In 1971 the first film version of the classic Roald Dahl children’s novel ‘Charlie and the Chocolate Factory’ was made, starring Gene Wilder as Willy Wonka, and instantly became a classic itself. With upbeat songs and strange goings-on, it was sure to appeal to kids, but the ever-present aura of menace surrounding the factory and the man himself gave it an altogether different feeling. Why Tim Burton wanted to remake it isn’t immediately clear (although it does seem tailor-made for a director of his peculiar vision), and unfortunately he has failed to make the source material his own.
Introduced to us first is the hero of the piece, Freddie Highmore as Charlie. Stuck in abject poverty – his house is so unsuitable, snow comes through the roof and the doors are all on angles – he lives with his mother and father, and his four grandparents who share one great bed in the middle of the living room. Highmore, last seen in Finding Neverland also opposite Depp, brings an uncertain charm to Charlie, and is entirely believable throughout. His performance is the best of the film, surprising when one considers the greatness of Depp.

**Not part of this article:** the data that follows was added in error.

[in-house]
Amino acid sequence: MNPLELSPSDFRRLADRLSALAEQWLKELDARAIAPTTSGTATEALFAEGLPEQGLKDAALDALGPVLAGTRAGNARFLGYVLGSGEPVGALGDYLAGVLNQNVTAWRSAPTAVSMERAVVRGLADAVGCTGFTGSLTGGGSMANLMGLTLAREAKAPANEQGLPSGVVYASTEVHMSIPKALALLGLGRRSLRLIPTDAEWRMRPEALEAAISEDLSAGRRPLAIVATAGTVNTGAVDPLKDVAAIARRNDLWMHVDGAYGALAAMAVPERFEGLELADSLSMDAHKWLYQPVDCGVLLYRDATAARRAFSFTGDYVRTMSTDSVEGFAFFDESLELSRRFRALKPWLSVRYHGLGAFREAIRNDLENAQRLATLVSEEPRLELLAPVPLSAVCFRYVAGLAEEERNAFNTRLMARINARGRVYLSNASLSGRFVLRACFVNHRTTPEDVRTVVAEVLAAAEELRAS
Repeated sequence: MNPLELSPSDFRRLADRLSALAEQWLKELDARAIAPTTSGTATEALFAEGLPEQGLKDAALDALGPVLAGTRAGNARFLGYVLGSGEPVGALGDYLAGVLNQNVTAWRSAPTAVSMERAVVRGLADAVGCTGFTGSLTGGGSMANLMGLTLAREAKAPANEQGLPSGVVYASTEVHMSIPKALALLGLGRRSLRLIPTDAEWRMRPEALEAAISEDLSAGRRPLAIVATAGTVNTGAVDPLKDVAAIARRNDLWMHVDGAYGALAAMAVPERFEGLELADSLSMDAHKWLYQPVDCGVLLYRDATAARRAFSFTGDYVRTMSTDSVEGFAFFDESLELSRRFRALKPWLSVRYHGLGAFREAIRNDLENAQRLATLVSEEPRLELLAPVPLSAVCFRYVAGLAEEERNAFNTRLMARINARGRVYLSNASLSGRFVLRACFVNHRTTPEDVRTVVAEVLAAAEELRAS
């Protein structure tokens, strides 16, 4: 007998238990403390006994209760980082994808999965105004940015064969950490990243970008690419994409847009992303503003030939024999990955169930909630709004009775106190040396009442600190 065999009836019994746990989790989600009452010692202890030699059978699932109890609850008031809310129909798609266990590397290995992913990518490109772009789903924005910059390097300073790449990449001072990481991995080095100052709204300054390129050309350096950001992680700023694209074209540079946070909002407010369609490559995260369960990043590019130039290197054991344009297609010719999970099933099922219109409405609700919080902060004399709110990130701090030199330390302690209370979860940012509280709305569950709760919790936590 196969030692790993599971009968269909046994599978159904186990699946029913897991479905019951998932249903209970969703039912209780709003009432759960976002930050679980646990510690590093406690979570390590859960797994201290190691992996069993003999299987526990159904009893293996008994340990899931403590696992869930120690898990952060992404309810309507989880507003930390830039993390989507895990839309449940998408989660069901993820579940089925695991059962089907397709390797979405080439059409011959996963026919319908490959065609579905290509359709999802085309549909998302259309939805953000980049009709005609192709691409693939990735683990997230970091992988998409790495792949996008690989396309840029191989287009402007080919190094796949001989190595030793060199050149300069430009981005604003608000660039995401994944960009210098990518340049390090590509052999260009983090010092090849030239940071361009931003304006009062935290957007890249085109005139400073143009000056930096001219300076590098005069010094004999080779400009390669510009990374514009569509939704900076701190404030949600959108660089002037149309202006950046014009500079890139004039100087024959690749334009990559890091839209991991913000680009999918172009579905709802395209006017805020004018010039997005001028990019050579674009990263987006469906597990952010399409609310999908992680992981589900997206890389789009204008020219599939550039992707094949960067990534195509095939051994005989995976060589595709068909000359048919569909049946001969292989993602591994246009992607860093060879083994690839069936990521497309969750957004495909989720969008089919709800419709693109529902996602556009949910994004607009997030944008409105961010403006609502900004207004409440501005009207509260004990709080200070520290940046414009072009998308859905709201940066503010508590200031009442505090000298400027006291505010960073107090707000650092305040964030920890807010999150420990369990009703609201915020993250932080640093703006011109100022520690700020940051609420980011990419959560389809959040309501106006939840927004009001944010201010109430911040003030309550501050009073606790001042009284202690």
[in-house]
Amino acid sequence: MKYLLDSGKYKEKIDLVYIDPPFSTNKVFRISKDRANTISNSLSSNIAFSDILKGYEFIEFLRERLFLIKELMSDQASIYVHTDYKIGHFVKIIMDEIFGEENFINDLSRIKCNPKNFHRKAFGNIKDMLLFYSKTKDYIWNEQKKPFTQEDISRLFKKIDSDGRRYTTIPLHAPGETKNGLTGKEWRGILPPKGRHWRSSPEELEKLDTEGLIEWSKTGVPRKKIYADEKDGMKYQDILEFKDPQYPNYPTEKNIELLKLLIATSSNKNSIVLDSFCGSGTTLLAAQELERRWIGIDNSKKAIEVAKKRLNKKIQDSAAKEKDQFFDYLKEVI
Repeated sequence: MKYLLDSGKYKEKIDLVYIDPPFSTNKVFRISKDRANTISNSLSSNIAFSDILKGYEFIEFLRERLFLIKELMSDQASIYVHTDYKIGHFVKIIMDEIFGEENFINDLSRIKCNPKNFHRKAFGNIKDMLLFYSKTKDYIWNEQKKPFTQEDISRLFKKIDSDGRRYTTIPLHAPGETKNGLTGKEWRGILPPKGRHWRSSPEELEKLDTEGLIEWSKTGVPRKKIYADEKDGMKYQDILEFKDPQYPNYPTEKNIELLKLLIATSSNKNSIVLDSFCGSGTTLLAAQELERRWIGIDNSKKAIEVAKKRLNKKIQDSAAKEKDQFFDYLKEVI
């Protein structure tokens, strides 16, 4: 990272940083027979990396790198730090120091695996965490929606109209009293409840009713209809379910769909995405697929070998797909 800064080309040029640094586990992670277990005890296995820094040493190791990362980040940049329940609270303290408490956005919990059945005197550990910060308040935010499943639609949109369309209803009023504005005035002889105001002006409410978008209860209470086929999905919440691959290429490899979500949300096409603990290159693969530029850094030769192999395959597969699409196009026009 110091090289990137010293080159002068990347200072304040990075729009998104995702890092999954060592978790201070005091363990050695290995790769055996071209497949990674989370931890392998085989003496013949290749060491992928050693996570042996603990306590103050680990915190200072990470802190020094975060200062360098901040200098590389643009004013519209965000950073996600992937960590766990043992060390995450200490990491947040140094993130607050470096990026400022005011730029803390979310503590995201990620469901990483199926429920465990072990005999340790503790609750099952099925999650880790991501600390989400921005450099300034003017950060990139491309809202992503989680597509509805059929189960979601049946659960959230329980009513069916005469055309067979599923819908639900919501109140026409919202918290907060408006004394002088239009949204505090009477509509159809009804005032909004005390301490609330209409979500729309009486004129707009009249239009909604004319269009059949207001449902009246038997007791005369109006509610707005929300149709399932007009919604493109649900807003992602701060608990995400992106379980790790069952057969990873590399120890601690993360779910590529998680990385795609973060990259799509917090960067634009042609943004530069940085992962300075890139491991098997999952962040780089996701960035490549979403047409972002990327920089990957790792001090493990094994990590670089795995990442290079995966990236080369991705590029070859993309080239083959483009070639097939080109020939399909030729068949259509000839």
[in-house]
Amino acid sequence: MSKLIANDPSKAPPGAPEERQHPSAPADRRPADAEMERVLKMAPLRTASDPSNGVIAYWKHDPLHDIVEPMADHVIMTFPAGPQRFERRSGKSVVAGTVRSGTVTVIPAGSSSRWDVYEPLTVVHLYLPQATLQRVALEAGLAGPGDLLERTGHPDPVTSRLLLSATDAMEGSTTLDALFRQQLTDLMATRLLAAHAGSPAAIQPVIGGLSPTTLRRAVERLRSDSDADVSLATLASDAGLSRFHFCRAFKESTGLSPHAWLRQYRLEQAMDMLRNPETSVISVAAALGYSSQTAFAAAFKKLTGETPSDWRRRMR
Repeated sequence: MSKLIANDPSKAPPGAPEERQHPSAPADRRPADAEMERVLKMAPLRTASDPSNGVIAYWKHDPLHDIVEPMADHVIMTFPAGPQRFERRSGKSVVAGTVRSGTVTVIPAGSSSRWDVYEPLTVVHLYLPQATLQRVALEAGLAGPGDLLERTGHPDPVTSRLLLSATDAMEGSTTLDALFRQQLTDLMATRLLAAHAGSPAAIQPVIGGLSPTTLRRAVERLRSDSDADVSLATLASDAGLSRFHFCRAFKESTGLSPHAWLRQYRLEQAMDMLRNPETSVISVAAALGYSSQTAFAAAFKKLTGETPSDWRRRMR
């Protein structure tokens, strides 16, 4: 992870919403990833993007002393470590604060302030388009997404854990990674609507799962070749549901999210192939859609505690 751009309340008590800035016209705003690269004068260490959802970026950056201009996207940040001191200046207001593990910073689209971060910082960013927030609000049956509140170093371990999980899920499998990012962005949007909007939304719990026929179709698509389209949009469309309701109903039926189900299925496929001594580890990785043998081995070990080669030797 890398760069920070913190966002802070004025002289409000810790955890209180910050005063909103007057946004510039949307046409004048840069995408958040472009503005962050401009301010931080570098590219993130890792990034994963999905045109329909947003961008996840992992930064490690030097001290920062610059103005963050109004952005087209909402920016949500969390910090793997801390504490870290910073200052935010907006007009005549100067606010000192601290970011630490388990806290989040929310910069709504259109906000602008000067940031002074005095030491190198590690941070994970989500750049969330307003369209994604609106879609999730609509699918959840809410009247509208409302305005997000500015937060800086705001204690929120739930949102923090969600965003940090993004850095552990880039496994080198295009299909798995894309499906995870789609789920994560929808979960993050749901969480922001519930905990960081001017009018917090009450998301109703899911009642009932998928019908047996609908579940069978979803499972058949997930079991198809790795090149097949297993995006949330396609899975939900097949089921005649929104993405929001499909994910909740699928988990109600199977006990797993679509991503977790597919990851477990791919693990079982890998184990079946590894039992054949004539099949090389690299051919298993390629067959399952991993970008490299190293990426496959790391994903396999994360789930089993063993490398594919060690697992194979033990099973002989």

Through a variety of forms, we then meet the four other children lucky enough to win tickets to enter the Wonka factory, and they are the characters we’ve loved all the years since 1971. Subtle changes have been made to bring them up to the present – Mike Teevee is now an expert at console-based computer games as well as a scientific genius, Violet Beauregarde is attended by her mother who has the over-competitive attributes of another JonBenet Ramsey mother – and these work for the most part. What doesn’t quite work is Depp himself.
Sadly, the man responsible for Captain Jack Sparrow, Edward Scissorhands and Ed Wood, doesn’t quite hit the mark as Wonka. His appearance is creepy enough in a Michael Jackson kind of way, but his demeanor and delivery don’t capture the heights of Wilder’s original performance. He does seem to fit in well in the Burton ‘factory’, and yet he doesn’t fill the imagination as he should.
The Oompa Loompas are given a backstory, and their personality and songs provide some highlights in this otherwise fairly uninspired rehashing. At least their new songs give the audience something to anticipate. Disappointingly, the use of CGI to animate the Oompa Loompas is only patchy, with several moments that really jar.
Upon finally seeing this new film version of Roald Dahl’s classic children’s novel, all I can say is – Australia waited months longer than everyone else for this?Rating: